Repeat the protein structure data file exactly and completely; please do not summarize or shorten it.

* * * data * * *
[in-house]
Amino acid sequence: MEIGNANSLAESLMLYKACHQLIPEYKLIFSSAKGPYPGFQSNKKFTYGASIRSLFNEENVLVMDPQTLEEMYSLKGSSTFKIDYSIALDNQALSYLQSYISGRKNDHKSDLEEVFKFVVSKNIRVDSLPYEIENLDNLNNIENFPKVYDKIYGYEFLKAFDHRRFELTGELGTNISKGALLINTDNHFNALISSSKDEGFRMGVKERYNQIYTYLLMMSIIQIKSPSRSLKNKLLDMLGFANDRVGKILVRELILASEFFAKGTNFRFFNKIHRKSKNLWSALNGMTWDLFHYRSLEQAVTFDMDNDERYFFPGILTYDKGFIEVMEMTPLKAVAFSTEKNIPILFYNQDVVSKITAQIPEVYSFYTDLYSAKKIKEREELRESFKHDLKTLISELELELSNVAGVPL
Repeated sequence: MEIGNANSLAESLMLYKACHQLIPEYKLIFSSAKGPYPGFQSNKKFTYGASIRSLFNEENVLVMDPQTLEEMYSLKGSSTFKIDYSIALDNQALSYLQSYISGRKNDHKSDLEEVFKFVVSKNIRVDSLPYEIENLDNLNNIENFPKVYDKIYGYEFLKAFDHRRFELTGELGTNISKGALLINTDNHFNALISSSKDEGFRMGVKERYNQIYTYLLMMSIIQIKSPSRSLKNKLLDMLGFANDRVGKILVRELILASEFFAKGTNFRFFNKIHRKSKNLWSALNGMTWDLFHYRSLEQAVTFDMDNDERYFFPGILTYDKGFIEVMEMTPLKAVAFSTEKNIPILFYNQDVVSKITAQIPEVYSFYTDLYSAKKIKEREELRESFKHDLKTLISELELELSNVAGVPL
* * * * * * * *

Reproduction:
[in-house]
Amino acid sequence: MEIGNANSLAESLMLYKACHQLIPEYKLIFSSAKGPYPGFQSNKKFTYGASIRSLFNEENVLVMDPQTLEEMYSLKGSSTFKIDYSIALDNQALSYLQSYISGRKNDHKSDLEEVFKFVVSKNIRVDSLPYEIENLDNLNNIENFPKVYDKIYGYEFLKAFDHRRFELTGELGTNISKGALLINTDNHFNALISSSKDEGFRMGVKERYNQIYTYLLMMSIIQIKSPSRSLKNKLLDMLGFANDRVGKILVRELILASEFFAKGTNFRFFNKIHRKSKNLWSALNGMTWDLFHYRSLEQAVTFDMDNDERYFFPGILTYDKGFIEVMEMTPLKAVAFSTEKNIPILFYNQDVVSKITAQIPEVYSFYTDLYSAKKIKEREELRESFKHDLKTLISELELELSNVAGVPL
Repeated sequence: MEIGNANSLAESLMLYKACHQLIPEYKLIFSSAKGPYPGFQSNKKFTYGASIRSLFNEENVLVMDPQTLEEMYSLKGSSTFKIDYSIALDNQALSYLQSYISGRKNDHKSDLEEVFKFVVSKNIRVDSLPYEIENLDNLNNIENFPKVYDKIYGYEFLKAFDHRRFELTGELGTNISKGALLINTDNHFNALISSSKDEGFRMGVKERYNQIYTYLLMMSIIQIKSPSRSLKNKLLDMLGFANDRVGKILVRELILASEFFAKGTNFRFFNKIHRKSKNLWSALNGMTWDLFHYRSLEQAVTFDMDNDERYFFPGILTYDKGFIEVMEMTPLKAVAFSTEKNIPILFYNQDVVSKITAQIPEVYSFYTDLYSAKKIKEREELRESFKHDLKTLISELELELSNVAGVPL